IF JOHNSTON FAMILY HAD STUCK TO SHOWBIZ THE WORLD WOULD BE A FAR BETTER PLACE

I was Boris Johnson’s boss: he is utterly unfit to be prime minister

Boris Johnson with Max Hastings in 2002.

      Boris Johnson in conversation with his former editor, Max Hastings.

By Max Hastings in The Guardian

Six years ago, the Cambridge historian Christopher Clark published a study of the outbreak of the first world war, titled The Sleepwalkers. Though Clark is a fine scholar, I was unconvinced by his title, which suggested that the great powers stumbled mindlessly to disaster. On the contrary, the maddest aspect of 1914 was that each belligerent government convinced itself that it was acting rationally.

It would be fanciful to liken the ascent of Boris Johnson to the outbreak of global war, but similar forces are in play. There is room for debate about whether he is a scoundrel or mere rogue, but not much about his moral bankruptcy, rooted in a contempt for truth. Nonetheless, even before the Conservative national membership cheers him in as our prime minister – denied the option of Nigel Farage, whom some polls suggest they would prefer – Tory MPs have thronged to do just that.

I have known Johnson since the 1980s, when I edited the Daily Telegraph and he was our flamboyant Brussels correspondent. I have argued for a decade that, while he is a brilliant entertainer who made a popular maître d’ for London as its mayor, he is unfit for national office, because it seems he cares for no interest save his own fame and gratification.

Tory MPs have launched this country upon an experiment in celebrity government, matching that taking place in Ukraine and the US, and it is unlikely to be derailed by the latest headlines. The Washington Post columnist George Will observes that Donald Trump does what his political base wants “by breaking all the china”.

We can’t predict what a Johnson government will do, because its prospective leader has not got around to thinking about this. But his premiership will almost certainly reveal a contempt for rules, precedent, order and stability.

A few admirers assert that, in office, Johnson will reveal an accession of wisdom and responsibility that have hitherto eluded him, not least as foreign secretary. This seems unlikely, as the weekend’s stories emphasised. Dignity still matters in public office, and Johnson will never have it. Yet his graver vice is cowardice, reflected in a willingness to tell any audience, whatever he thinks most likely to please, heedless of the inevitability of its contradiction an hour later.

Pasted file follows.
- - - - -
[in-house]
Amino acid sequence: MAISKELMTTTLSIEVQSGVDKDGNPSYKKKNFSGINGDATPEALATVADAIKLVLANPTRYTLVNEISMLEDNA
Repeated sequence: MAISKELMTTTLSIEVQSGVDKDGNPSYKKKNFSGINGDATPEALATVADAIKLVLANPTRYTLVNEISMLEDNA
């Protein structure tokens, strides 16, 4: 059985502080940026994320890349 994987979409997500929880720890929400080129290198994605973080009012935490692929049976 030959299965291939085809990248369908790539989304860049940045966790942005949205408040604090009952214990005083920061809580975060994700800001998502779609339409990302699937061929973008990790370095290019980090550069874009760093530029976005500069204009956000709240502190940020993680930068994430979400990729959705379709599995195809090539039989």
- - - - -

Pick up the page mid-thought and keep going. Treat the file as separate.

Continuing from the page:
Churchill’s self-obsession was tempered by a huge compassion for humanity, or at least white humanity, which Johnson confines to himself. He has long been considered a bully, prone to making cheap threats. My old friend Christopher Bland, when chairman of the BBC, once described to me how he received an angry phone call from Johnson, denouncing the corporation’s “gross intrusion upon my personal life” for its coverage of one of his love affairs.

“We know plenty about your personal life that you would not like to read in the Spectator,” the then editor of the magazine told the BBC’s chairman, while demanding he order the broadcaster to lay off his own dalliances.

Bland told me he replied: “Boris, think about what you have just said. There is a word for it, and it is not a pretty one.”

He said Johnson blustered into retreat, but in my own files I have handwritten notes from our possible next prime minister, threatening dire consequences in print if I continued to criticise him.

Johnson would not recognise truth, whether about his private or political life, if confronted by it in an identity parade. In a commonplace book the other day, I came across an observation made in 1750 by a contemporary savant, Bishop Berkeley: “It is impossible that a man who is false to his friends and neighbours should be true to the public.” Almost the only people who think Johnson a nice guy are those who do not know him.

There is, of course, a symmetry between himself and Jeremy Corbyn. Corbyn is far more honest, but harbours his own extravagant delusions. He may yet prove to be the only possible Labour leader whom Johnson can defeat in a general election. If the opposition was led by anybody else, the Tories would be deservedly doomed, because we would all vote for it. As it is, the Johnson premiership could survive for three or four years, shambling from one embarrassment and debacle to another, of which Brexit may prove the least. For many of us, his elevation will signal Britain’s abandonment of any claim to be a serious country. It can be claimed that few people realised what a poor prime minister Theresa May would prove until they saw her in Downing Street. With Boris, however, what you see now is almost assuredly what we shall get from him as ruler of Britain.

If the Johnson family had stuck to showbusiness like the Osmonds, Marx Brothers or von Trapp family, the world would be a better place. Yet the Tories, in their terror, have elevated a cavorting charlatan to the steps of Downing Street, and they should expect to pay a full forfeit when voters get the message.

If the price of Johnson proves to be Corbyn, blame will rest with the Conservative party, which is about to foist a tasteless joke upon the British people – who will not find it funny for long.

 Max Hastings is a former editor of the Daily Telegraph and the London Evening Standard


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